Here is the definition of an FSA-HRA.

Section 106(c)(2) Flexible spending arrangement - For purposes of this subsection, a flexible spending arrangement is a benefit program which provides employees with coverage under which—

(A) specified incurred expenses may be reimbursed (subject to reimbursement maximums and other reasonable conditions), and

(B) the maximum amount of reimbursement which is reasonably available to a participant for such coverage is less than 500 percent of the value of such coverage.

For more details, see this article on stand-alone HRAs and health reform.

3. "Excluded" HRAs

According to the current regulations, PHS section 2711 "does not prevent a plan or issuer from excluding all benefits for a condition." Therefore, HRAs that exclude all essential health benefits and only reimburse non-essential health benefits (e.g. Insurance Premiums) are exempt.

Does your HRA only reimburse non-essential health benefits? If so, the HRA is generally exempt.

4. "Excepted" HRAs

The PPACA and the current regulations make it clear that PHS section 2711 does not apply to HRAs that qualify as “excepted benefits” under ERISA (see the federal definition of “group health plan”, 42 USCS § 300gg-91).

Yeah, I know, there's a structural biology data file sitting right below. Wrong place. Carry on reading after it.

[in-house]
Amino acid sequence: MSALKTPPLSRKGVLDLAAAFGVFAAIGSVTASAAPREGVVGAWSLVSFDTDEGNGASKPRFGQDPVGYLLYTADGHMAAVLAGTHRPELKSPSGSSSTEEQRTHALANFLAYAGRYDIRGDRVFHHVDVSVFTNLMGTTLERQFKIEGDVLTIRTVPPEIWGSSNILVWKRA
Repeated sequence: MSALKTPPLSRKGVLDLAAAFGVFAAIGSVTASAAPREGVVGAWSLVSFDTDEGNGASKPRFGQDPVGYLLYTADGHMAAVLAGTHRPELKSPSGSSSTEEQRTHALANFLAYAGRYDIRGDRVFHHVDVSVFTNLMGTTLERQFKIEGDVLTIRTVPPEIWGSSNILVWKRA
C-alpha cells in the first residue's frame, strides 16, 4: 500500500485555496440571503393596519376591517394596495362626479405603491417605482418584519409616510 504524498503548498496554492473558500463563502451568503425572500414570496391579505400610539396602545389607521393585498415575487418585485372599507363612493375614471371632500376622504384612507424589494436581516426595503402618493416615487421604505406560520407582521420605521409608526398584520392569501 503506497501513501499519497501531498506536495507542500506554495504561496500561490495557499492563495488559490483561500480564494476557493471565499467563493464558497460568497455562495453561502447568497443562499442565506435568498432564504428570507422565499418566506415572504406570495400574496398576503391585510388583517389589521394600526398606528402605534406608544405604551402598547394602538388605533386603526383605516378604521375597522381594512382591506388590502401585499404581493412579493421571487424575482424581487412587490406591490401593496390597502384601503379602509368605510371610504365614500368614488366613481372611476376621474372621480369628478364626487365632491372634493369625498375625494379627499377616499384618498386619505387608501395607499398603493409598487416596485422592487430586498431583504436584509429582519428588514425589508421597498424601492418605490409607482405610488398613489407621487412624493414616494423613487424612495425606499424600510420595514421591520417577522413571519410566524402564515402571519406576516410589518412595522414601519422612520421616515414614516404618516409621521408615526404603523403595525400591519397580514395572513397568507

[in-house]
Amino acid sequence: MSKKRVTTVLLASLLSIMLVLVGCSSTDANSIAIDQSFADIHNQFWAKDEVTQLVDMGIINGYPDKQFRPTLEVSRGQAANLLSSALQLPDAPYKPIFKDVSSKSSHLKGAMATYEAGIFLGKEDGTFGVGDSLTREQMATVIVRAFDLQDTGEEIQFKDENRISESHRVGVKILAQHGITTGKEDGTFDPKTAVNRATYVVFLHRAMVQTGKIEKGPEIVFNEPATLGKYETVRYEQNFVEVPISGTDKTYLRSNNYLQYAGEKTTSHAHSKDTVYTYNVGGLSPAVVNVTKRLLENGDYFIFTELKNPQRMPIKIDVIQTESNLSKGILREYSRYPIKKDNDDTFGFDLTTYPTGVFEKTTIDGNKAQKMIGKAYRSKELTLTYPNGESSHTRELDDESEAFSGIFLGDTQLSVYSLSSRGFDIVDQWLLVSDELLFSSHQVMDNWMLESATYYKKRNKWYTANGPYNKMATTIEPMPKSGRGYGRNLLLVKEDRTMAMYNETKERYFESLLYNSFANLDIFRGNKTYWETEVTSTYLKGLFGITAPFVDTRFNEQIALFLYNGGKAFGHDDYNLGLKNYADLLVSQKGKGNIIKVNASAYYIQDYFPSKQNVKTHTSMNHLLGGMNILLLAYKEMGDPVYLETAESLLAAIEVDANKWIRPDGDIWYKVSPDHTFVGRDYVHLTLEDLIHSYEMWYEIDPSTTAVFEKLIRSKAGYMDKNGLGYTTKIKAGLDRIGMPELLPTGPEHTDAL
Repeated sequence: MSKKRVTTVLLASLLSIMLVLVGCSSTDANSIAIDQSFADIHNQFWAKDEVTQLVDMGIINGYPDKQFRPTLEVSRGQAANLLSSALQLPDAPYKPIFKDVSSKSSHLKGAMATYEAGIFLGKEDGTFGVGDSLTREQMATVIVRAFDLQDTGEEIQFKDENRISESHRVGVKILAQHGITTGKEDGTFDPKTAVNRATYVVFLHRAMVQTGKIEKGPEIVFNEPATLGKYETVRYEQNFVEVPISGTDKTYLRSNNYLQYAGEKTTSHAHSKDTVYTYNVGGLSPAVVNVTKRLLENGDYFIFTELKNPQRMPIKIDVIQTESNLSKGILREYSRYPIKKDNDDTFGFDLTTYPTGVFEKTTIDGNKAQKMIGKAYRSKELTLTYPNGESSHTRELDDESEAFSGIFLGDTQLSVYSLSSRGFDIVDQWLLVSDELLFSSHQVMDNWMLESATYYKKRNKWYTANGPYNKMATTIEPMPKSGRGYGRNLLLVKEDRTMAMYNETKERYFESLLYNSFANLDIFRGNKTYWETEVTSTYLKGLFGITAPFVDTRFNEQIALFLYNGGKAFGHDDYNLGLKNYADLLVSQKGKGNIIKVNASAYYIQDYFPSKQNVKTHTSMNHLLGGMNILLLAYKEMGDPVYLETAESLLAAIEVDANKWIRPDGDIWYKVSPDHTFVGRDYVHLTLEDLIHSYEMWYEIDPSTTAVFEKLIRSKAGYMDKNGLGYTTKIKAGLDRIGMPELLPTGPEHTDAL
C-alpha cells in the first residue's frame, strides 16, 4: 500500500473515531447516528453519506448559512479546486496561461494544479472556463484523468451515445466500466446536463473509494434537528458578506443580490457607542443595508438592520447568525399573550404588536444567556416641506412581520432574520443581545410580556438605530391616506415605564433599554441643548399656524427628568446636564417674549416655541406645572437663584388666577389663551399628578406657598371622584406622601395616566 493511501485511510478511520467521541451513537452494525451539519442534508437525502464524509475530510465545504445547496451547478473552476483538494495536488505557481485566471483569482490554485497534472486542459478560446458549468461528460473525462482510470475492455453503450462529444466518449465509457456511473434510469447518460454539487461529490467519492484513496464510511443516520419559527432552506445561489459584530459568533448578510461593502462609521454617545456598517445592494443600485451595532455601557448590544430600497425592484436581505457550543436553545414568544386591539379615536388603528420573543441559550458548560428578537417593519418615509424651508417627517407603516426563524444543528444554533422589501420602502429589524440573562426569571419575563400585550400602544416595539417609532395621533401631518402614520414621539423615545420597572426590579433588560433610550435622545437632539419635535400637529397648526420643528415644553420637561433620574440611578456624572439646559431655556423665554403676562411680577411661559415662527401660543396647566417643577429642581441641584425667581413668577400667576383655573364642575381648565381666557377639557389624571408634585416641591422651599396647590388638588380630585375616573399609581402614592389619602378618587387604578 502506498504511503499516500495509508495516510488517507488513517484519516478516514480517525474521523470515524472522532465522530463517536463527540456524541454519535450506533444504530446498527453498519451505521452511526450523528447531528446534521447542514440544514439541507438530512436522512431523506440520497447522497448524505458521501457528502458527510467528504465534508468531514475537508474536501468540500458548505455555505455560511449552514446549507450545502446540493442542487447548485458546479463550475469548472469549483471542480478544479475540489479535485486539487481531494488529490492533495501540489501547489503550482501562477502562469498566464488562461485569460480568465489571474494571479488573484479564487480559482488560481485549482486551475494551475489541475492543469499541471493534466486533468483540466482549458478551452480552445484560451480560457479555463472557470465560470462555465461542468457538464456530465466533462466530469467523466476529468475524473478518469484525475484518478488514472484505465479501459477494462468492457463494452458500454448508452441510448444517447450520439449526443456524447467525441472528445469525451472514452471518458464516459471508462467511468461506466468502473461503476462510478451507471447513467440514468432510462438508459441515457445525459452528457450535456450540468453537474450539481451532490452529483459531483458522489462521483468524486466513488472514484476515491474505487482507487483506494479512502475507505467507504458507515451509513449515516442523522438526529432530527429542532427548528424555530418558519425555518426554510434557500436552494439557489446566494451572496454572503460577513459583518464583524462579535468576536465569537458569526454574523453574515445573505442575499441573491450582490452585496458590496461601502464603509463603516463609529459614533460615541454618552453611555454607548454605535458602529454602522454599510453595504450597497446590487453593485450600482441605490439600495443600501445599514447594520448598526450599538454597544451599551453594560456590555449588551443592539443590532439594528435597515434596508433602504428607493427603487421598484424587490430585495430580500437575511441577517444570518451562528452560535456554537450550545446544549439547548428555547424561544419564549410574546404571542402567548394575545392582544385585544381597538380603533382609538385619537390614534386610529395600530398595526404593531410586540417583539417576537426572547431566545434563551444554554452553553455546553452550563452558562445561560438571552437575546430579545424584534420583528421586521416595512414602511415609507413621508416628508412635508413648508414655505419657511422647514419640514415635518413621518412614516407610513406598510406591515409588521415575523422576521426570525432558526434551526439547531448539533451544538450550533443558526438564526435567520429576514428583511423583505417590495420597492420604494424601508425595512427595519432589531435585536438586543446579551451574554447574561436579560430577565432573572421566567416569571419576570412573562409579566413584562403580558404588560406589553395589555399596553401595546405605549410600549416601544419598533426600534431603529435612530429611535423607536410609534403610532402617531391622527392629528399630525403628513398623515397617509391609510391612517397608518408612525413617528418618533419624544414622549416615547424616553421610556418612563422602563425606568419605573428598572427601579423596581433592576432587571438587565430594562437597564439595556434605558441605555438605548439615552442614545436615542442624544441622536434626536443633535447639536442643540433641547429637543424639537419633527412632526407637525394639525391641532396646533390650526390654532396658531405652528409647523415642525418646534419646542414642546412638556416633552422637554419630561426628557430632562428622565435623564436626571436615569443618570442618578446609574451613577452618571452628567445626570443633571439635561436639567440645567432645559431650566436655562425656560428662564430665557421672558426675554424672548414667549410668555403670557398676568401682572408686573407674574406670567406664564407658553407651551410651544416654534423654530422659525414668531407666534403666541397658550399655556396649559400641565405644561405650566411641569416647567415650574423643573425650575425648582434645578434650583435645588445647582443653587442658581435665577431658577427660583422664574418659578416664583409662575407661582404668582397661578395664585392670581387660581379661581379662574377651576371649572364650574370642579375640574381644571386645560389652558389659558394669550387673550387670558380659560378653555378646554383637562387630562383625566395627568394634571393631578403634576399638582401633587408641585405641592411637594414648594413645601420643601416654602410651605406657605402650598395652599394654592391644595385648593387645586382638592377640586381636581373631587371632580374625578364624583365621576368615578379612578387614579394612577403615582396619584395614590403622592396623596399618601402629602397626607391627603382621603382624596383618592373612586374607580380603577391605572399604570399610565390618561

Does the HRA qualify as excepted benefits? If so, the HRA is generally exempt.

5. "Retiree" HRAs

According to the current regulations, a "retiree-only HRA is generally not subject to the rules in PHS Act section 2711 relating to annual limits."

Does your HRA only cover retirees? If so, the HRA is generally exempt.

What About Existing HRAs?

What does this mean for existing HRAs? If the HRA does not fall into one of the above categories, the business will need to modify their HRA plan design to avoid falling out of compliance with PHS Section 2711. This can be done by contacting your HRA administrator.

Additional articles on HRAs and health reform:

What questions do you have about HRAs in 2014? Let us know in the comments below and we'll help answer them.

The Comprehensive Guide to the Small Business HRA

Originally published on August 26, 2013. Last updated February 1, 2017.